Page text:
Michelle Obama, Kaiser Permanente and the Link Between Sustainability and Health Care

What do initiatives like Let’s Move! and the Partnership for a Healthier America, the new foundation which boasts First Lady Michelle Obama (above) as its Honorary Chair, have to do with sustainability?


Just ask Loel Solomon, vice president of Community Health Initiatives at Kaiser Permanente.

Kaiser Permanente, one of America’s leading health care providers and not-for-profit health plans, helped create the Partnership for a Healthier America, a non-partisan organization launched this week to address the serious national epidemic of childhood obesity.

And according to Solomon, efforts like this precisely illustrate how health care is inextricably entwined with environmental stewardship and even broader issues of sustainability. After all, The Partnership for a Healthier America was established to help facilitate improved understanding among all sectors about the role healthy food, physical activity and the environment play in good health. That means the foundation will be advocating for bike trails, sidewalks, community gardens, and a wide range of other issues commonly found on the pages of TriplePundit, Solomon says.

“It’s about connecting the dots,” he explains. “Or, to put it simply: what we need to do to save the planet is directly related to what we need to do to save people.”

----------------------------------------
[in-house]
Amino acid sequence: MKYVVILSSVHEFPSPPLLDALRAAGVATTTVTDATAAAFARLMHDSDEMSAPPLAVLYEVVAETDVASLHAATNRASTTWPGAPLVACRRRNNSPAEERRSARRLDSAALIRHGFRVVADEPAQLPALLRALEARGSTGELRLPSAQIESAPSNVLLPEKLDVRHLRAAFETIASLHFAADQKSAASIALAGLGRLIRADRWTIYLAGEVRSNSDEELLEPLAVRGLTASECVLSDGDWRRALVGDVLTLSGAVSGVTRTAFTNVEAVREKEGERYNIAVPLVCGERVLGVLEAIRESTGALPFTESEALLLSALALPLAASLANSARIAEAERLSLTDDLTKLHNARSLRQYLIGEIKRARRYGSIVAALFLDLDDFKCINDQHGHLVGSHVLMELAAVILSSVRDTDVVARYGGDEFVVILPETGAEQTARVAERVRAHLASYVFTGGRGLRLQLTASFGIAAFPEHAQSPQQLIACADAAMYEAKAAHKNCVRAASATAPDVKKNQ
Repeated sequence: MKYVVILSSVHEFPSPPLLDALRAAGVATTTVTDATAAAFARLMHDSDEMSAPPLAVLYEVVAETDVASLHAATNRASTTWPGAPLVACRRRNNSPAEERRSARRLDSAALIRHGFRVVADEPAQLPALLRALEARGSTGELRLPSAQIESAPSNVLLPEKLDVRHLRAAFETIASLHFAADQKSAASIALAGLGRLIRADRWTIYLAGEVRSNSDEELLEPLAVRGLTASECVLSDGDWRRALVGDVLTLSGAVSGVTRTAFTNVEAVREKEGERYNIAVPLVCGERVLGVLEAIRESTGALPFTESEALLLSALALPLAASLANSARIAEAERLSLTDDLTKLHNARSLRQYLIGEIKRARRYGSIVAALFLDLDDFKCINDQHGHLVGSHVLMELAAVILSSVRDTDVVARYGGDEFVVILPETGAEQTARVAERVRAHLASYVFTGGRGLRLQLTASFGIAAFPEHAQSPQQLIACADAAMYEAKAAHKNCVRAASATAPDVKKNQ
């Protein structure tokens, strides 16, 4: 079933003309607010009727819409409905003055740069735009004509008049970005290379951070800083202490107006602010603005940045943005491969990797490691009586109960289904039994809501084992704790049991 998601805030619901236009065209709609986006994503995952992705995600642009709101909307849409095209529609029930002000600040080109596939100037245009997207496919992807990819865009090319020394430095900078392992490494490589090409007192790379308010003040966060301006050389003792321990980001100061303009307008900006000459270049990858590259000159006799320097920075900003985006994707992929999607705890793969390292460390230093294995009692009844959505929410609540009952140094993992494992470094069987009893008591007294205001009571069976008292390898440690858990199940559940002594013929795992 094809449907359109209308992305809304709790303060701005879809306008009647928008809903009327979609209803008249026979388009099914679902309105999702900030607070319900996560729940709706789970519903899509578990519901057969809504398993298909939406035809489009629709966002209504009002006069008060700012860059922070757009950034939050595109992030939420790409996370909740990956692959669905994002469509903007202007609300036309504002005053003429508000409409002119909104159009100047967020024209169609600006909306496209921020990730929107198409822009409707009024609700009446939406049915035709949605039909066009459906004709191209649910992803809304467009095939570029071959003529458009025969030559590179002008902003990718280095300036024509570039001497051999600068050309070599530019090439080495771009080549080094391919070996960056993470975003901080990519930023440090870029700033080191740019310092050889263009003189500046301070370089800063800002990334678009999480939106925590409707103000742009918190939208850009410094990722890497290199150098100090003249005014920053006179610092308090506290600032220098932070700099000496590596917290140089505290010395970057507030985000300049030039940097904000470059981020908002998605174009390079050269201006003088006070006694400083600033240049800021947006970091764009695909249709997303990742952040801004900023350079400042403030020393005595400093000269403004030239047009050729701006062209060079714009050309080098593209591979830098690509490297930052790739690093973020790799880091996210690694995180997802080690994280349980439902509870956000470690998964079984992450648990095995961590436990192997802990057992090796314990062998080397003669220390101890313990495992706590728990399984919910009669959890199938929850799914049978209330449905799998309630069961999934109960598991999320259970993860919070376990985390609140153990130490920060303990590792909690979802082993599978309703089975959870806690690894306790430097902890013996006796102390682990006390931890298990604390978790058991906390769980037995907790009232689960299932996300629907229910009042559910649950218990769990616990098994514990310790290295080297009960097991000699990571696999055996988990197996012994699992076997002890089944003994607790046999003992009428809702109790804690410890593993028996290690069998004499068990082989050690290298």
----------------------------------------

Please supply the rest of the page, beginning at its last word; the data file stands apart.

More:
Spend a few minutes talking to Solomon and it becomes clear that Kaiser Permanente, an integrated health care delivery system that serves more than 8.6 million members in nine states and the District of Columbia, has made significant investments in a variety of programs that, like the Partnership for a Healthier America, “connect the dots” between health care and sustainability.

Environmental stewardship

For starters, Kaiser Permanente has pioneered environmental stewardship in the health care sector. The company played a key role in developing nationally recognized green building strategies, and Kaiser Permanente’s Modesto (CA) Medical Center has earned national recognition as one of the “greenest” health care facilities in North America.

In addition, the company uses eco-friendly procurement and supply strategies, focuses on green aspects of Information Technology, and has championed medical device reprocessing. In fact, Kaiser Permanente’s Single-Use Medical Device Reprocessing program, which includes many of the high-volume usage products approved for reprocessing by the United States Food and Drug Administration, now reduces landfill waste by 7.6 tons annually (based on data for a typical 250-bed medical facility)and delivers more than $3.2 million in savings each year.

Community involvement

But, according to Solomon, Kaiser Permanente’s record with environmental stewardship is only part of the company’s overall sustainability plan. Kaiser Permanente also is committed to several community-based programs designed to “surround people with good health,” he says.

These days, most health care organizations sponsor some sort of community outreach, such as health screenings, smoking cessation classes, etc.  To Solomon, services like these are today’s “baseline,” a fundamental responsibility for any health care group.